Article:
The recovery remains subpar, but has improved enough to moderate Federal Reserve rhetoric about injecting more monetary stimulus. A third round of large-scale asset purchases, or “quantitative easing,” remains possible.
With or without “QE3,” there is little prospect of the Fed’s rate-setting Federal Open Market Committee (FOMC) bringing forward hikes in the federal funds rate from the late-2014 conditional time frame. That implies no asset sales to shrink the Fed’s bloated securities portfolio until 2015 — unless the economy proves much stronger and unemployment lower than expected.
QE3 was very much on the table early in the year. Minutes of the Jan. 24-25 FOMC meeting show “a few members feeling current and prospective economic conditions — including elevated unemployment and inflation at or below the committee’s objective — could warrant the initiation of additional securities purchases before long.” Others thought such policy action could become necessary if the economy lost momentum or if inflation seemed likely to remain below its 2% mandate.
In his post-FOMC press conference, Bernanke said the FOMC “is prepared to provide further monetary accommodation.”
Even while acknowledging housing and mortgage credit problems were rendering low interest rates less effective, he said, “If inflation is going to remain below target for an extended period and unemployment progress is very slow, then ...there is a case for additional policy action....”
The Fed chief even suggested a situation could arise where the Fed would maintain an easy money policy in spite of inflation running above the 2% target. After saying the FOMC treats price stability and maximum employment goals symmetrically, he said, “If inflation did go above target by modest amount, we would certainly try to get it back down to target. But if unemployment were very high, that would lead us to be more cautious and slower in returning to target....”
By the time Bernanke delivered his semi-annual Monetary Policy Report to Congress on Feb. 29, he was toning down such talk. The unemployment rate had fallen to 8.3%; fourth quarter GDP growth had been estimated at 3%; the European debt bomb had been somewhat defused and the Fed was confronting an oil price spike.
Conspicuously absent from his testimony was any reference to QE3. He upheld the need for “a highly accommodative stance for monetary policy,” but refrained from talking about new reserve injections.
But nothing Bernanke said rules out that option. Notably, he was skeptical about labor market improvements. “The decline in the unemployment rate over the past year has been somewhat more rapid than might have been expected, given that the economy appears to have been growing during that time frame at or below its longer-term trend,” he said, adding, “continued improvement in the job market is likely to require stronger growth in final demand and production.”
Bernanke acknowledged that the gasoline price spike could push up inflation temporarily but was more concerned about its impact on consumer spending, the fundamentals of which he called “weak.”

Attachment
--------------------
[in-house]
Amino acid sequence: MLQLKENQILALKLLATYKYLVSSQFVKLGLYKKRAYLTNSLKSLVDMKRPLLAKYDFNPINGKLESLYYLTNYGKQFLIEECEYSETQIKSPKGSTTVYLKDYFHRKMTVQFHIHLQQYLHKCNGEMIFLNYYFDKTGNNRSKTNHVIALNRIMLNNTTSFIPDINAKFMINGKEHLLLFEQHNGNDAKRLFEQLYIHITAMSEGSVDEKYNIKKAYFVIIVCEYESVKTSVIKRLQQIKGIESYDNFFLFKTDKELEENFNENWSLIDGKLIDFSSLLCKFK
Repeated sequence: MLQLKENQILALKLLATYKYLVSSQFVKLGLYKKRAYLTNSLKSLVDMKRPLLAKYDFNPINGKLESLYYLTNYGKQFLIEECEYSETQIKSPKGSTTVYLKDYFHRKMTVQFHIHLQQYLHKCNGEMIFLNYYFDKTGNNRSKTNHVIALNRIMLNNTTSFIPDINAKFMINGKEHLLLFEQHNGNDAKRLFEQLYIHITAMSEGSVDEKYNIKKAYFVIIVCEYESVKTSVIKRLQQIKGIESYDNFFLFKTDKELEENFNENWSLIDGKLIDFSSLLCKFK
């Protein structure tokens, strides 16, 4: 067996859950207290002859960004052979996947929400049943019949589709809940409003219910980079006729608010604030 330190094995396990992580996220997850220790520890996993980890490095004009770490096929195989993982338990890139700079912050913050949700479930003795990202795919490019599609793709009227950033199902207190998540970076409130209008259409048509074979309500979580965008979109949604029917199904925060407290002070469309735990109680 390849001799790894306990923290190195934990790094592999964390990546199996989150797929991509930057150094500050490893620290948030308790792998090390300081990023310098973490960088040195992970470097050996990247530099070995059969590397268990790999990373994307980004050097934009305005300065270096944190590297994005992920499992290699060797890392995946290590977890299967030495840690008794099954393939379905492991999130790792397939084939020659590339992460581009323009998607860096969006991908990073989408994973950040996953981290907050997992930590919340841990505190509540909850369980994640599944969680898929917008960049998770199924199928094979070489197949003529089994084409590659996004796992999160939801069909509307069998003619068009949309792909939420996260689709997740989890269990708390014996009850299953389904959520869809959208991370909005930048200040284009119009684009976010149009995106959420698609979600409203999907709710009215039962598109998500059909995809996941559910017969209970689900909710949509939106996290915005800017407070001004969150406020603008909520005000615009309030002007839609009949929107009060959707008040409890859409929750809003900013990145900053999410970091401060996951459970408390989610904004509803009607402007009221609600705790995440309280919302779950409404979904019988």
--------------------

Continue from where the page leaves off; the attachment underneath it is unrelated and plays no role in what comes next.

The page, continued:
The message is that, while the odds may have lessened, QE3 still may be needed if growth disappoints and inflation runs below 2%. Bernanke’s fellow FOMC voters were of different minds. San Francisco Federal Reserve Bank President John Williams said “we may need to do more if the recovery falters or if inflation stays well below 2%,” and added, “if the economy does need more stimulus, restarting our program of purchasing mortgage-backed securities would probably be the best course of action.”
Others agree, though some FOMC members are less enthused. Middle-of-the-road Atlanta Fed President Dennis Lockhart said he’s cautious about expanding the Fed’s balance sheet. Asked what it would take for him to back QE3, Lockhart said, “the onset of recessionary conditions and movement in the direction of deflation would certainly be a set of conditions in which we would have to consider further balance sheet kinds of stimulus.” Another criterion would be “more receptive (credit market) conditions combined with a clear need of some kind.”
The only clear “no” vote is Richmond Fed President Jeffrey Lacker, who opposed extending the expected period of zero rates by 18 months.
But Bernanke won’t pursue QE3 without a careful cost-benefit analysis by his staff concluding that QE3 is not only needed but would help. Mortgage rates are already very low to little effect, so further asset purchases to slash them further might not accomplish much — certainly in contrast to November 2010 when the FOMC launched QE2 amid higher unemployment and a whiff of deflation.
And the FOMC would have to consider potential negatives, such as complicating the Fed’s eventual exit strategy and jeopardizing its credibility, inflation expectations and the dollar.
QE3’s perceived benefits would rise to the extent growth slows; inflation declines and/or financial conditions deteriorate.
Steve Beckner is senior correspondent for Market News International. He is heard regularly on National Public Radio and is the author of “Back From The Brink: The Greenspan Years” (Wiley).